[6] has introduced tri-directional feature extraction on

traditional rectangular pixel-based images. The use of a

hexagonal image structure naturally facilitates tri-directional

feature extraction by introducing three natural axes along x

which directional derivative operators may be computed.

In [9], Sheridan introduced a unique addressing system,

known as the spiral architecture, that addresses each

hexagonal pixel with a single co-ordinate address, rather

than the two co-ordinate address scheme typically used with

rectangular image structures. The introduction of this single

addressing scheme makes the spiral architecture an Figure 1: Spiral image representation

appropriate structure for real-time image processing of As a hexagonal image can currently only be obtained by

hexagonal images. Using spiral addressing, spiral addition resampling a standard rectangular pixel-based image, the re-

and spiral multiplication, methods have been created for sampling technique used in this paper is a combination of

image processing operations such as translation and rotation the approaches in [5, 13]. As in [5], we initially represent

each original rectangular pixel by a 7x7 sub-pixel block. I i is thus a "tent-shaped" function with support restricted to

Then, following [11], we cluster the sub-pixels to form a small spiral neighbourhood centred on node i consisting of

hexagonal pixels throughout the image. only those elements that have node i as a vertex. We then

may approximately represent the image u over a spiral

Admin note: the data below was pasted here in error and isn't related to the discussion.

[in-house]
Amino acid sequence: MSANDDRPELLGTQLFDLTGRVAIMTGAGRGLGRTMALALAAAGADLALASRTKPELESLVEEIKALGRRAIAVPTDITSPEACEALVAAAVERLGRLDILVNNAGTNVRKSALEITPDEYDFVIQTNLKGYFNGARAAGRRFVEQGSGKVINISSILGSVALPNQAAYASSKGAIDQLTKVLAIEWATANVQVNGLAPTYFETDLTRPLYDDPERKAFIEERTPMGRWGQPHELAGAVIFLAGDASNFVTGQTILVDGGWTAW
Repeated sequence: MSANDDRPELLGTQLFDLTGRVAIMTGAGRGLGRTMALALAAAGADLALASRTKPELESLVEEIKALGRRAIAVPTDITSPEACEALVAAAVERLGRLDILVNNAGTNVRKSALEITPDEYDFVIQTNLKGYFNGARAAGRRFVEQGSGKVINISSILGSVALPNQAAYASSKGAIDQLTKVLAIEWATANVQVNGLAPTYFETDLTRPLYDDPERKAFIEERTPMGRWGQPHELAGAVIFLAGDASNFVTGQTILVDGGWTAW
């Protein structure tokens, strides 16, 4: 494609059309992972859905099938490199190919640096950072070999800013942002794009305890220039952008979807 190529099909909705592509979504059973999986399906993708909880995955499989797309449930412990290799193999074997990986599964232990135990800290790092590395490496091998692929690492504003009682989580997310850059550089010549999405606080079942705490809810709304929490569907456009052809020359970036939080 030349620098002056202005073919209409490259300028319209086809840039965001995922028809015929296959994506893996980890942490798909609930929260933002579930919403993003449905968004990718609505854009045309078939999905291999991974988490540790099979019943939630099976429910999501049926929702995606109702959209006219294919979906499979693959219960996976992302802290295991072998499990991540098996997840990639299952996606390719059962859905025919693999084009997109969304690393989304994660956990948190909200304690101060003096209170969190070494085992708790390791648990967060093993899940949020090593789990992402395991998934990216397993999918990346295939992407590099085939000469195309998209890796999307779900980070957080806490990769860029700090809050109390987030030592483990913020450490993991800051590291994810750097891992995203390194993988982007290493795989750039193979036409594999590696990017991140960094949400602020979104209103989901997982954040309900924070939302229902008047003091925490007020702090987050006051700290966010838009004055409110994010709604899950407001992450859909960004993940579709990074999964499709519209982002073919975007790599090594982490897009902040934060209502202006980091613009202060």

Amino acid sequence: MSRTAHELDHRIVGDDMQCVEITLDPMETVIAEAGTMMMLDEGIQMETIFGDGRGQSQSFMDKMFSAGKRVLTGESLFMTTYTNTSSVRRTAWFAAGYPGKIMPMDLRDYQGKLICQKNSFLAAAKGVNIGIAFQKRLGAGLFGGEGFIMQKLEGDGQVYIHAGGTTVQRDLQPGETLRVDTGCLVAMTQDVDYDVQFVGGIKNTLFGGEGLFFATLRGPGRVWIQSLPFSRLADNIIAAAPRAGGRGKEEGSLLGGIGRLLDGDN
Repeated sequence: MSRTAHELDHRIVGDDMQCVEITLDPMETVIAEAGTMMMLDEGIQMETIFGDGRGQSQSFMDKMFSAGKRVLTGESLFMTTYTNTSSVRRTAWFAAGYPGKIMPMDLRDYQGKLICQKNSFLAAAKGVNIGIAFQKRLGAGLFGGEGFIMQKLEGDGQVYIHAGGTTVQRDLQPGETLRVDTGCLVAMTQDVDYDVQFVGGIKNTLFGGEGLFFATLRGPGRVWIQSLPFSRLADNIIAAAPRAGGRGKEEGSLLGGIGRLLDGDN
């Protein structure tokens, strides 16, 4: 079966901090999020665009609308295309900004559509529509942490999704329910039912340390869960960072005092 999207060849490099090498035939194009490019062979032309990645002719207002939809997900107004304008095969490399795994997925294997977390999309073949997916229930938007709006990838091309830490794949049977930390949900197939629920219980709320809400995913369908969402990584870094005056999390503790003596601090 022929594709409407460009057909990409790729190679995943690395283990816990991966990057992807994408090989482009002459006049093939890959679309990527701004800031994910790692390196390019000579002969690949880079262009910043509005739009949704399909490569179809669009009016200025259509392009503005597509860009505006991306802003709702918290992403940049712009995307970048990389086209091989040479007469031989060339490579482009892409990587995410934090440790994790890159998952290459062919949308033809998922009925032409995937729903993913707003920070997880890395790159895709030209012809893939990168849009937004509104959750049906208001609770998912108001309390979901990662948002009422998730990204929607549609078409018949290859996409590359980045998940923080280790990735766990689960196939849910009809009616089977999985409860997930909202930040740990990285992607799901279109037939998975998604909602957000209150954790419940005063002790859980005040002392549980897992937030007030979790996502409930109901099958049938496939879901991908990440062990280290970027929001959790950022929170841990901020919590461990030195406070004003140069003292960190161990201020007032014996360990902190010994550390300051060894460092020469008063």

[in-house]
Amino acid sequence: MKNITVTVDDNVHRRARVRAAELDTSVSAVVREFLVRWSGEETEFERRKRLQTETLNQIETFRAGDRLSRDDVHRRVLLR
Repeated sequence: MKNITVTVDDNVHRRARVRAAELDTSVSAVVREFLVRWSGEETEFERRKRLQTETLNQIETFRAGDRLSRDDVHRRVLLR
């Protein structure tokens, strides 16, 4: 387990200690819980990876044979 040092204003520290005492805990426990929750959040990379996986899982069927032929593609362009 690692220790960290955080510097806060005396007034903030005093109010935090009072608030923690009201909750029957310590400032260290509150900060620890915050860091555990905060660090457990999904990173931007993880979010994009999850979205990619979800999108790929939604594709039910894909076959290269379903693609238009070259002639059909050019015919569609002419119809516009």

3. TRI-DIRECTIONAL OPERATORS

neighbourhood : iO by a function

In recent work [2], we have shown how a finite element

based approach can be used to create adaptive hexagonal U ¦U I i i (2)

operators based on the construction of two independent

directional derivative operators aligned in the x- and y- in which the parameters ^U ` j are the sampled image

directions using simple nearest neighbour scaling. Here we intensity values. In this paper the spiral neighbourhood

present tri-directional operators, i.e. three hexagonal structure follows the structure of the spiral architecture, and

operators that are aligned along the x-, y- and z- hexagonal hence the Layer 1 and Layer 2 operators have the 7-point

axes and the operator neighbourhood structure is based on and 49-point structures as illustrated in Figure 3.

the spiral architecture. The tri-directional operators can be Layer 2

easily developed as only one operator needs to be computed: 22 23

rotated by 60 $ and 120 $ to obtain the y- and z- directional 11 10 14 26 25 32 33

possible when we construct Cartesian based operators on the 62 63 1 0 4 36 35

hexagonal image structure. Redundancy exists between the

61 60 64 6 5 42 43

three operator masks of a tri-directional operator, allowing,

for example, the x-directional operator mask to be computed 66 65 52 53 41 40 44

Figure 3: Layer 1 and Layer 2 of the Spiral Architecture

facilitates the implementation of Cartesian axes operators if 1 2

required by appropriate combination of the tri-directional corresponding to spiral operator neighbourhoods : i and : i